Installing and setting up Turtle Firewall is very easy because it uses the Webmin administration module, which is available on most Linux platforms.
1. If you did not install the Webmin administration module during your OS installation, you will need to in order to use Turtle Firewall. Locate and run the RPM, which should be on most Linux distributions disks. Click on the RPM file and it will install automatically.
2. Once that is done, you should be able to log into your firewall’s configuration screen by putting its IP address in your browser window and pressing Enter.
3. Now you are ready to install Turtle Firewall. Download the packed distribution from www.turtlefirewall.com or get it from the CD-ROM that comes with this book and unzip it.
4. Change to the turtlefirewall directory and type:
This runs an installation script that puts the Perl modules and other things that are needed in the right places.
5. Log into the Webmin server using a Web browser pointed at the IP address or host name the server is using. The Webmin interface will display.
6. Click the Module Index tab, and the Turtle Firewall Main screen displays (see Figure 3.3).
First you will need to define some basic things about your firewall (see Figure 3.4). Turtle Firewall uses the concept of zones to define trusted and untrusted networks. A trusted zone connects to a network with employees or people who should generally be trusted on it, such as your internal network. An untrusted zone is a network that could have anything on it, from employees to customers, vendors, or even people with malevolent intentions. Turtle calls them “good” and “bad,” but it is basically the same thing as trusted and untrusted.
8. Next you need to define your internal network IP addresses in the Net box. Put the IP address range with subnet mask for your internal LAN to be protected by the firewall in the box provided (see Figure 3.4).
9. Next, define any internal or DMZ hosts that will need special consideration, such as your mail server or Web server. Do this in the Hosts box (see Figure 3.4).
10. Finally, you can define any special hosts that you want to treat differently, such as administrators, in the Group area. Now your firewall is up and running in basic mode.
SmoothWall Express contains several options beyond Iptables that most companies would want in a fully functional firewall. Granted, you can cob most of these together with other programs and Iptables, but SmoothWall offers it all in one program in an easy to install package. Some of these features are:
- VPN support: SmoothWall integrates an IPsec VPN with firewall capabilities. This allows people on the outside to securely access the local area network via an encrypted tunnel. This can be a fixed remote office or a roaming salesperson (nonstatic IP VPN is only supported in the corporate edition).
- DHCP client and server: The client allows the firewall to get a dynamic IP address for its WAN interface. This is common practice on DSL and cable modem ISP service. It also allows the firewall to act as a DHCP server for the internal LAN, handing out IP addresses according to a preset policy. Again, you can add these things to an Iptables firewall, but then you have two separate programs to install and manage.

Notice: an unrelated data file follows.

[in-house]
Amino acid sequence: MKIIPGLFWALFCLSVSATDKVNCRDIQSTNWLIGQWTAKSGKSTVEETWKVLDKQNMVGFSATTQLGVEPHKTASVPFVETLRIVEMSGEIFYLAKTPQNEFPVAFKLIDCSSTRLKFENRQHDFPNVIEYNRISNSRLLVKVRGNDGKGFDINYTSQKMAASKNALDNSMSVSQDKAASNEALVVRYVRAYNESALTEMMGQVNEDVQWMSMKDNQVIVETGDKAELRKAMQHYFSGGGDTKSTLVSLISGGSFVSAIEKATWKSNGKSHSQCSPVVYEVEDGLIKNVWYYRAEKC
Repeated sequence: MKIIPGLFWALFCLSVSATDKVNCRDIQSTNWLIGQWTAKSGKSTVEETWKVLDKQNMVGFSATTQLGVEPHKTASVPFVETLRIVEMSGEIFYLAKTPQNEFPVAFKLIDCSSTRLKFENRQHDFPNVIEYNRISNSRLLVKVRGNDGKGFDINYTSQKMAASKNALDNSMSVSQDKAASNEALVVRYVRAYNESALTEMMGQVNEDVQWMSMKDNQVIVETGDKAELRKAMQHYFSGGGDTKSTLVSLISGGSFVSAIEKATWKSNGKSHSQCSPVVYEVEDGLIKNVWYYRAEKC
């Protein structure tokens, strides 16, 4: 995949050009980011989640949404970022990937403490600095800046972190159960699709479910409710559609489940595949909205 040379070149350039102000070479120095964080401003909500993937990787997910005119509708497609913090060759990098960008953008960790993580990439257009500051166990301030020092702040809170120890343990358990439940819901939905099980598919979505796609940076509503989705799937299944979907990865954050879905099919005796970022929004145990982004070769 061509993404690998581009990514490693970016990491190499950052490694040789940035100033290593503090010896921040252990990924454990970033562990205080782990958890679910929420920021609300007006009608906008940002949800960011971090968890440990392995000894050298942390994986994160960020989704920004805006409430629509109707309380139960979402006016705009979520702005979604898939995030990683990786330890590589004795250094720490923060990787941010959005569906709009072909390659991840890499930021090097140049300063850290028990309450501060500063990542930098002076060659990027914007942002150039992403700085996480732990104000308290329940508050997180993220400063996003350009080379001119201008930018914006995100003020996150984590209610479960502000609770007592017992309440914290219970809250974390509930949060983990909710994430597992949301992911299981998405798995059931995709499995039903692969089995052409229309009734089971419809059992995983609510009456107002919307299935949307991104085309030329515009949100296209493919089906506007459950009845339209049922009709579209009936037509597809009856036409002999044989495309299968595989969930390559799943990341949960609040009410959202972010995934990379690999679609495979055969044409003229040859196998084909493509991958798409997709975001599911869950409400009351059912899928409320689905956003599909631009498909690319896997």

- SSH and Web access to firewall: Secure access via command line and a Web browser. The Turtle Firewall gives this capability for Iptables but doesn’t allow SSH access. SmoothWall has both built in with no additional software to install.
- Web proxy server: The ability to set up a Web proxy so that all Web sites are accessed through a firewall. This provides some level of Web security, since any exploits would have to run on the firewall and not the local machine. It can also allow for further protection through a content filtering option available from SmoothWall Limited.
- Web caching server: This feature stores the most popular Web pages for local access so that access times are improved and bandwidth usage is lowered.
- Intrusion detection: SmoothWall offers some basic network intrusion detection capabilities.
- Graphs and reports: SmoothWall allows you to run some simple reports on firewall activity and generate graphs based on this data.
- Support for additional connection types: SmoothWall supports many types of interfaces including dial-up, cable, ADSL, ISDN, and Ethernet. Some of these interfaces require additional software and configuration when supported under Ipchains.
One major difference between SmoothWall and the programs mentioned earlier is that SmoothWall needs to run on a dedicated machine. When you install SmoothWall, it wipes everything off the hard disk and installs its own operating system. This is basically a stripped down and hardened version of Linux, but you don’t have to know anything about it to run your SmoothWall firewall. This means you won’t be able to run any other tools on that machine or use it for anything else (at least not without a lot of hassle and the potential of breaking the SmoothWall software), so it may not be the right fit for everyone. But if you are looking for a cheap and quick way to set up a turnkey firewall with a lot of features, SmoothWall may be right for you.
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